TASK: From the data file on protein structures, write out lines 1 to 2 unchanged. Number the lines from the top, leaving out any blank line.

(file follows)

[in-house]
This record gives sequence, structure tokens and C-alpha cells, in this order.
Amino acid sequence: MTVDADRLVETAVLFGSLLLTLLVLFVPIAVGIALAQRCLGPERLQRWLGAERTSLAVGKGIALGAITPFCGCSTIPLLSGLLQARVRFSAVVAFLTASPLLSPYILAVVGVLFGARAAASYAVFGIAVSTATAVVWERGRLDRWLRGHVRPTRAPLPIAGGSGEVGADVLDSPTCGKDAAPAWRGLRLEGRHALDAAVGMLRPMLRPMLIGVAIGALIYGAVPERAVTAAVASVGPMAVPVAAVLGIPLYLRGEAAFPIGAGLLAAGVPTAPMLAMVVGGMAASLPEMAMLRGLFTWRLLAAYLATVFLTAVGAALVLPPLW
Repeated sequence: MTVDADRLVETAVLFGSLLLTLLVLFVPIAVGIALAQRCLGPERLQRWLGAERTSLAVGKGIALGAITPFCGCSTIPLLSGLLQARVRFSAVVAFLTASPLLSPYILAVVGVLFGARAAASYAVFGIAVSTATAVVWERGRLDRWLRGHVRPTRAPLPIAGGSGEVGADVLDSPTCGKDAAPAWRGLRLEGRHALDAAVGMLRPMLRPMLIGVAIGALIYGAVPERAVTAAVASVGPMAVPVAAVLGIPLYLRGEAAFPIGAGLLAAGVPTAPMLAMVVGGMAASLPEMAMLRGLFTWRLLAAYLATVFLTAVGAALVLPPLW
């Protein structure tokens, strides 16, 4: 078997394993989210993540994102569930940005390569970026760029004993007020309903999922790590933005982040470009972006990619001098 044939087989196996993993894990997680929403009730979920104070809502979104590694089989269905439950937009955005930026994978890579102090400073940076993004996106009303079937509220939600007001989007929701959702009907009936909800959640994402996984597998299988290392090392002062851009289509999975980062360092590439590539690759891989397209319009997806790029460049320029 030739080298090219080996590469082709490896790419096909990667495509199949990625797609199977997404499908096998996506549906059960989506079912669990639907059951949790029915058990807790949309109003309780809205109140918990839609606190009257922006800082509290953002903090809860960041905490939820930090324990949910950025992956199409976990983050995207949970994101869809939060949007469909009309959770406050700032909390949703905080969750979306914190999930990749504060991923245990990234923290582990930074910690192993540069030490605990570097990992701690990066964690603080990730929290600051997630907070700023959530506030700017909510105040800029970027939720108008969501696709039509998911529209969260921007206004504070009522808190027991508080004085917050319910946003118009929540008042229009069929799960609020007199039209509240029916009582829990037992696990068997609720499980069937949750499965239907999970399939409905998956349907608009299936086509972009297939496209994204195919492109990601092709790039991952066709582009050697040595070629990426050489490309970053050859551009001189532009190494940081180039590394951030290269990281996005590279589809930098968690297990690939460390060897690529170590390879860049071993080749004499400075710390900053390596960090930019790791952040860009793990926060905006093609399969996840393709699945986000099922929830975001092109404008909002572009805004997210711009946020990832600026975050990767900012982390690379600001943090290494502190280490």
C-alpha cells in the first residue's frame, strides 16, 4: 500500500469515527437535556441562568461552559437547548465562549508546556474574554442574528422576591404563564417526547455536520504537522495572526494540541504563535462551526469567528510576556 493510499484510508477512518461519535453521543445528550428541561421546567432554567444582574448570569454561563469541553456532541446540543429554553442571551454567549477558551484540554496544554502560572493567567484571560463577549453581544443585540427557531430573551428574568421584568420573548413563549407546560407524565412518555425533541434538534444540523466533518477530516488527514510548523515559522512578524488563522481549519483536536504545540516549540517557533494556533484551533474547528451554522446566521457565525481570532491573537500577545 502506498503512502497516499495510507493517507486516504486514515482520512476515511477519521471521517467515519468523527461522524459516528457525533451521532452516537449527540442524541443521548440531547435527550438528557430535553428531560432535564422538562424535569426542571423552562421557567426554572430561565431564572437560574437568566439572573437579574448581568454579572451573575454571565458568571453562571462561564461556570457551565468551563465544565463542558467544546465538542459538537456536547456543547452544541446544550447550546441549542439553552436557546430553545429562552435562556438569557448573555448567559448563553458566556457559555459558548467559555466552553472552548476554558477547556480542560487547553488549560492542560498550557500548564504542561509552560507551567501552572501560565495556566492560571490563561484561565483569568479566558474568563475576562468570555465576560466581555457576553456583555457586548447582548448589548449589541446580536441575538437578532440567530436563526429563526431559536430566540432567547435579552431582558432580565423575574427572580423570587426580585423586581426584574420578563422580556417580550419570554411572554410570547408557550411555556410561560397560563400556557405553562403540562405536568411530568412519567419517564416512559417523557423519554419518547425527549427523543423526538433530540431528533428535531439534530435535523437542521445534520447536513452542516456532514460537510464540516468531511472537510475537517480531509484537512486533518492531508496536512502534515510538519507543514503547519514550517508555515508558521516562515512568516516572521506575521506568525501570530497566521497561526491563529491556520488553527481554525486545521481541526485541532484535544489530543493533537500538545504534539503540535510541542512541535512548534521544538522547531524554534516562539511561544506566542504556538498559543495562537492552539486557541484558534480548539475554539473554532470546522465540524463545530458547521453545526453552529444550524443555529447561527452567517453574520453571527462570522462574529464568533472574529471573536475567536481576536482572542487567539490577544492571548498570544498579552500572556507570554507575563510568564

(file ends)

[in-house]
This record gives sequence, structure tokens and C-alpha cells, in this order.